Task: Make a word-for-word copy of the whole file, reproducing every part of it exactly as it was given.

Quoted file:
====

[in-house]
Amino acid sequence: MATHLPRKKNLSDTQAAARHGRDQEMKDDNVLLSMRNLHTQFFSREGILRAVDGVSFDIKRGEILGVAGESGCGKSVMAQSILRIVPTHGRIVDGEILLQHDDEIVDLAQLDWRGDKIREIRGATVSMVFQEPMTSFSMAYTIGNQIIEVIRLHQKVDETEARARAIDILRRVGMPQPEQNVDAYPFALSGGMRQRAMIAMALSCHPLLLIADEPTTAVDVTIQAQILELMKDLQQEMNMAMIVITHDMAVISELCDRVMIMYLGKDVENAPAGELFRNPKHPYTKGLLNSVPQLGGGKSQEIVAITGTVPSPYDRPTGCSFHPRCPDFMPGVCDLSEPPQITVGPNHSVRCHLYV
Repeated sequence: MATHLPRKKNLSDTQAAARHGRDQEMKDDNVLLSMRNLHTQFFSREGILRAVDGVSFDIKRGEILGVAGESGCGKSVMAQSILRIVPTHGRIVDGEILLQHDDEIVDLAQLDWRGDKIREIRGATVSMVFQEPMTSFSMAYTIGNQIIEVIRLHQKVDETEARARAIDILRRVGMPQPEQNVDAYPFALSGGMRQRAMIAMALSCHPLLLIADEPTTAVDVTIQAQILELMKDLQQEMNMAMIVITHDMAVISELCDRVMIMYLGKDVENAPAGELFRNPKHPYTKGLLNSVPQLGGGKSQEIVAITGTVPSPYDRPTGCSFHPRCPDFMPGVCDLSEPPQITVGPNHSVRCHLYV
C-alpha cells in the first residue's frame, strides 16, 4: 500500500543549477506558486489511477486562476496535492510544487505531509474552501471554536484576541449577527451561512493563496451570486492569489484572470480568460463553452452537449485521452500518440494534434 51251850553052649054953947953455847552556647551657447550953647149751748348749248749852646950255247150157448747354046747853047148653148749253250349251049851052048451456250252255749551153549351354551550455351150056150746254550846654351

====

[in-house]
Amino acid sequence: MATHLPRKKNLSDTQAAARHGRDQEMKDDNVLLSMRNLHTQFFSREGILRAVDGVSFDIKRGEILGVAGESGCGKSVMAQSILRIVPTHGRIVDGEILLQHDDEIVDLAQLDWRGDKIREIRGATVSMVFQEPMTSFSMAYTIGNQIIEVIRLHQKVDETEARARAIDILRRVGMPQPEQNVDAYPFALSGGMRQRAMIAMALSCHPLLLIADEPTTAVDVTIQAQILELMKDLQQEMNMAMIVITHDMAVISELCDRVMIMYLGKDVENAPAGELFRNPKHPYTKGLLNSVPQLGGGKSQEIVAITGTVPSPYDRPTGCSFHPRCPDFMPGVCDLSEPPQITVGPNHSVRCHLYV
Repeated sequence: MATHLPRKKNLSDTQAAARHGRDQEMKDDNVLLSMRNLHTQFFSREGILRAVDGVSFDIKRGEILGVAGESGCGKSVMAQSILRIVPTHGRIVDGEILLQHDDEIVDLAQLDWRGDKIREIRGATVSMVFQEPMTSFSMAYTIGNQIIEVIRLHQKVDETEARARAIDILRRVGMPQPEQNVDAYPFALSGGMRQRAMIAMALSCHPLLLIADEPTTAVDVTIQAQILELMKDLQQEMNMAMIVITHDMAVISELCDRVMIMYLGKDVENAPAGELFRNPKHPYTKGLLNSVPQLGGGKSQEIVAITGTVPSPYDRPTGCSFHPRCPDFMPGVCDLSEPPQITVGPNHSVRCHLYV
C-alpha cells in the first residue's frame, strides 16, 4: 500500500543549477506558486489511477486562476496535492510544487505531509474552501471554536484576541449577527451561512493563496451570486492569489484572470480568460463553452452537449485521452500518440494534434 51251850553052649054953947953455847552556647551657447550953647149751748348749248749852646950255247150157448747354046747853047148653148749253250349251049851052048451456250252255749551153549351354551550455351150056150746254550846654351